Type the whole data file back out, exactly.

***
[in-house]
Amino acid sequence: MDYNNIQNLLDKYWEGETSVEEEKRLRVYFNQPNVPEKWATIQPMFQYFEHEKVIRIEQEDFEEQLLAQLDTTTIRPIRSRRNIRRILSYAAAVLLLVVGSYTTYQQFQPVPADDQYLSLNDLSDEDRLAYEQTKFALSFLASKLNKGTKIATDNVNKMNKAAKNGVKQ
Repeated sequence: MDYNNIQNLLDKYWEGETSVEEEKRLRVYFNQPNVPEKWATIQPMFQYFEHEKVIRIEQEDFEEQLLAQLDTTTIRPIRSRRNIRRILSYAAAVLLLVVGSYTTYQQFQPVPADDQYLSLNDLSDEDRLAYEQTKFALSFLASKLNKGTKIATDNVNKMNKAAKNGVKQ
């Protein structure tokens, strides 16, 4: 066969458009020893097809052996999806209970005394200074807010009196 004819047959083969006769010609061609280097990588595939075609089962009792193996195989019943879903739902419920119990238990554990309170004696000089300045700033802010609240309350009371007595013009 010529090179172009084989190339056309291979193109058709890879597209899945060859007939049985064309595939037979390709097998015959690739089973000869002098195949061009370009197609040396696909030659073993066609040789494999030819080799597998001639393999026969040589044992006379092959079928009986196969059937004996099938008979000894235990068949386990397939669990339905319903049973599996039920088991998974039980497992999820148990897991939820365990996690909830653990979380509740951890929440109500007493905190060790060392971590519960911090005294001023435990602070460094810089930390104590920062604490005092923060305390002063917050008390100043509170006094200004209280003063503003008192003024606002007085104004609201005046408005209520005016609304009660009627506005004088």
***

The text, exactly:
[in-house]
Amino acid sequence: MDYNNIQNLLDKYWEGETSVEEEKRLRVYFNQPNVPEKWATIQPMFQYFEHEKVIRIEQEDFEEQLLAQLDTTTIRPIRSRRNIRRILSYAAAVLLLVVGSYTTYQQFQPVPADDQYLSLNDLSDEDRLAYEQTKFALSFLASKLNKGTKIATDNVNKMNKAAKNGVKQ
Repeated sequence: MDYNNIQNLLDKYWEGETSVEEEKRLRVYFNQPNVPEKWATIQPMFQYFEHEKVIRIEQEDFEEQLLAQLDTTTIRPIRSRRNIRRILSYAAAVLLLVVGSYTTYQQFQPVPADDQYLSLNDLSDEDRLAYEQTKFALSFLASKLNKGTKIATDNVNKMNKAAKNGVKQ
């Protein structure tokens, strides 16, 4: 066969458009020893097809052996999806209970005394200074807010009196 004819047959083969006769010609061609280097990588595939075609089962009792193996195989019943879903739902419920119990238990554990309170004696000089300045700033802010609240309350009371007595013009 010529090179172009084989190339056309291979193109058709890879597209899945060859007939049985064309595939037979390709097998015959690739089973000869002098195949061009370009197609040396696909030659073993066609040789494999030819080799597998001639393999026969040589044992006379092959079928009986196969059937004996099938008979000894235990068949386990397939669990339905319903049973599996039920088991998974039980497992999820148990897991939820365990996690909830653990979380509740951890929440109500007493905190060790060392971590519960911090005294001023435990602070460094810089930390104590920062604490005092923060305390002063917050008390100043509170006094200004209280003063503003008192003024606002007085104004609201005046408005209520005016609304009660009627506005004088």